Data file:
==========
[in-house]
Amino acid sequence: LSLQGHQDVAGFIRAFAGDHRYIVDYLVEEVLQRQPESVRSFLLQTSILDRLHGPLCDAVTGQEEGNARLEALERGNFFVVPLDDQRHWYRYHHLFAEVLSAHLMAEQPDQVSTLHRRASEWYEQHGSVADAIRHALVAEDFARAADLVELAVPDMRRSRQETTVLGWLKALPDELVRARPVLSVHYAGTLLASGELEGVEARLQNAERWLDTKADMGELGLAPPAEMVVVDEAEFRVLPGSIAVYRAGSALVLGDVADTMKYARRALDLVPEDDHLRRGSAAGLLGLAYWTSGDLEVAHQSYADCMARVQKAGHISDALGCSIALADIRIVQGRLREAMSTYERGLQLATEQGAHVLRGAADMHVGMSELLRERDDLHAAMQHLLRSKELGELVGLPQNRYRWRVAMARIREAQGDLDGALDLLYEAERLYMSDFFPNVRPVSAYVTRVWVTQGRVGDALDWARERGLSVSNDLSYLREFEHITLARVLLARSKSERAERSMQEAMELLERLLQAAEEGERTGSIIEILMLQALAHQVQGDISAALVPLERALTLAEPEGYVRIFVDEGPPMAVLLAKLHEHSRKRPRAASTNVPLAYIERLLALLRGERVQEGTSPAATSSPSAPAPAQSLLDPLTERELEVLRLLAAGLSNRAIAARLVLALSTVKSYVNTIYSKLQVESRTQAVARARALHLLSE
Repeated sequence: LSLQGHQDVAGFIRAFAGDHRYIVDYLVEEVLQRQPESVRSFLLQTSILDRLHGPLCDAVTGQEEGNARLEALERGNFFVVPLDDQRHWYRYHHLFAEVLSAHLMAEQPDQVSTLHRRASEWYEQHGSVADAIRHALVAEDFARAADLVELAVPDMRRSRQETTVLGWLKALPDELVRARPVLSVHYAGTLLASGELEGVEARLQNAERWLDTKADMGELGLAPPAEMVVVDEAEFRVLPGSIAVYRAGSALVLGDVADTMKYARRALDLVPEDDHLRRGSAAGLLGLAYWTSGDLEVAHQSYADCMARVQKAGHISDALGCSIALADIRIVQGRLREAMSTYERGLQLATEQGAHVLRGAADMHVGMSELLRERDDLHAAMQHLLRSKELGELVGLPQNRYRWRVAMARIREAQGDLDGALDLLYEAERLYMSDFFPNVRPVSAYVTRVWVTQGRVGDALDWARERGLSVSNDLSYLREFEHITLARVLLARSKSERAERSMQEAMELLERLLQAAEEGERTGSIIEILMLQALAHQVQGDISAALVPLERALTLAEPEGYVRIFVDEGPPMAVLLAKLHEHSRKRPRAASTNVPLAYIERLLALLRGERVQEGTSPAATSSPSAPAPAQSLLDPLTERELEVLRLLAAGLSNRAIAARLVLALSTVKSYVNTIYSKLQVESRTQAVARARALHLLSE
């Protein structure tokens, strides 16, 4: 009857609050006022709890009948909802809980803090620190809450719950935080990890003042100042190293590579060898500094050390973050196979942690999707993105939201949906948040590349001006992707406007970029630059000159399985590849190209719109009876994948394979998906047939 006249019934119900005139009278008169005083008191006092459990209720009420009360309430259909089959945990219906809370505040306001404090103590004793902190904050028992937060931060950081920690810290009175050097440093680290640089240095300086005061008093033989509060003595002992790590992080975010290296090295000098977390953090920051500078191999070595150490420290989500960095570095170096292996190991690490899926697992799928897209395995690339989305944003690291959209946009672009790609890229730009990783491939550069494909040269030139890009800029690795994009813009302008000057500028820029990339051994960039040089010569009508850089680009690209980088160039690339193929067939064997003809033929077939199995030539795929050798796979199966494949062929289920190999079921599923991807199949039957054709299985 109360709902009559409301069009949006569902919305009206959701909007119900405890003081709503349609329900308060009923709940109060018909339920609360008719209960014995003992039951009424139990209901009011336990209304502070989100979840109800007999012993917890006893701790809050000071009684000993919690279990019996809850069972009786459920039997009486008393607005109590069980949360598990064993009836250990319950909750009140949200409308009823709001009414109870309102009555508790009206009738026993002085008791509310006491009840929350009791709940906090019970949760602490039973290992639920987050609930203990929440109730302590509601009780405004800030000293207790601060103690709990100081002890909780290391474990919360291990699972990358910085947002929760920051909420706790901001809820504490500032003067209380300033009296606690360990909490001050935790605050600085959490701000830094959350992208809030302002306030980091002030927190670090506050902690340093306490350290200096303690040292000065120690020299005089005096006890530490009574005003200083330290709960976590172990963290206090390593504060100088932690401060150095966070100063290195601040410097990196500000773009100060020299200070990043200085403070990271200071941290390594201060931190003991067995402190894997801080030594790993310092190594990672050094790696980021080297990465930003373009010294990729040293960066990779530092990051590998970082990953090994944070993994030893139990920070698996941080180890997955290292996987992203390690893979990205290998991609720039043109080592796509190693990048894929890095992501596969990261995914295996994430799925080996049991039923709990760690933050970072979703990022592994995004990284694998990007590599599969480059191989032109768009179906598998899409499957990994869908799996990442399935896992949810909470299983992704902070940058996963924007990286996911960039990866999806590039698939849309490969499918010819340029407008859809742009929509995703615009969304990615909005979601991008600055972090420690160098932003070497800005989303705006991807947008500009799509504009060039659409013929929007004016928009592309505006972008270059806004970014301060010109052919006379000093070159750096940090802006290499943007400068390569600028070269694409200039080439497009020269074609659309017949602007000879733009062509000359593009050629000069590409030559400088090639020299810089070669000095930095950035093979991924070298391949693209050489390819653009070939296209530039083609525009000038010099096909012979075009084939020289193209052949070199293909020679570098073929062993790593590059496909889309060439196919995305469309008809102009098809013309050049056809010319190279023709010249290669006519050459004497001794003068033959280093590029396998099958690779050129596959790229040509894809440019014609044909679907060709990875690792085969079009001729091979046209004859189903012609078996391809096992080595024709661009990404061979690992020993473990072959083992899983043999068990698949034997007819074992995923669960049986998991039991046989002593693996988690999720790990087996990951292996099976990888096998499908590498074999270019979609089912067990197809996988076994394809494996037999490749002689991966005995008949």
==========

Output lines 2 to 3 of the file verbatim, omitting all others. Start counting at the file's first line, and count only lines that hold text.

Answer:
Amino acid sequence: LSLQGHQDVAGFIRAFAGDHRYIVDYLVEEVLQRQPESVRSFLLQTSILDRLHGPLCDAVTGQEEGNARLEALERGNFFVVPLDDQRHWYRYHHLFAEVLSAHLMAEQPDQVSTLHRRASEWYEQHGSVADAIRHALVAEDFARAADLVELAVPDMRRSRQETTVLGWLKALPDELVRARPVLSVHYAGTLLASGELEGVEARLQNAERWLDTKADMGELGLAPPAEMVVVDEAEFRVLPGSIAVYRAGSALVLGDVADTMKYARRALDLVPEDDHLRRGSAAGLLGLAYWTSGDLEVAHQSYADCMARVQKAGHISDALGCSIALADIRIVQGRLREAMSTYERGLQLATEQGAHVLRGAADMHVGMSELLRERDDLHAAMQHLLRSKELGELVGLPQNRYRWRVAMARIREAQGDLDGALDLLYEAERLYMSDFFPNVRPVSAYVTRVWVTQGRVGDALDWARERGLSVSNDLSYLREFEHITLARVLLARSKSERAERSMQEAMELLERLLQAAEEGERTGSIIEILMLQALAHQVQGDISAALVPLERALTLAEPEGYVRIFVDEGPPMAVLLAKLHEHSRKRPRAASTNVPLAYIERLLALLRGERVQEGTSPAATSSPSAPAPAQSLLDPLTERELEVLRLLAAGLSNRAIAARLVLALSTVKSYVNTIYSKLQVESRTQAVARARALHLLSE
Repeated sequence: LSLQGHQDVAGFIRAFAGDHRYIVDYLVEEVLQRQPESVRSFLLQTSILDRLHGPLCDAVTGQEEGNARLEALERGNFFVVPLDDQRHWYRYHHLFAEVLSAHLMAEQPDQVSTLHRRASEWYEQHGSVADAIRHALVAEDFARAADLVELAVPDMRRSRQETTVLGWLKALPDELVRARPVLSVHYAGTLLASGELEGVEARLQNAERWLDTKADMGELGLAPPAEMVVVDEAEFRVLPGSIAVYRAGSALVLGDVADTMKYARRALDLVPEDDHLRRGSAAGLLGLAYWTSGDLEVAHQSYADCMARVQKAGHISDALGCSIALADIRIVQGRLREAMSTYERGLQLATEQGAHVLRGAADMHVGMSELLRERDDLHAAMQHLLRSKELGELVGLPQNRYRWRVAMARIREAQGDLDGALDLLYEAERLYMSDFFPNVRPVSAYVTRVWVTQGRVGDALDWARERGLSVSNDLSYLREFEHITLARVLLARSKSERAERSMQEAMELLERLLQAAEEGERTGSIIEILMLQALAHQVQGDISAALVPLERALTLAEPEGYVRIFVDEGPPMAVLLAKLHEHSRKRPRAASTNVPLAYIERLLALLRGERVQEGTSPAATSSPSAPAPAQSLLDPLTERELEVLRLLAAGLSNRAIAARLVLALSTVKSYVNTIYSKLQVESRTQAVARARALHLLSE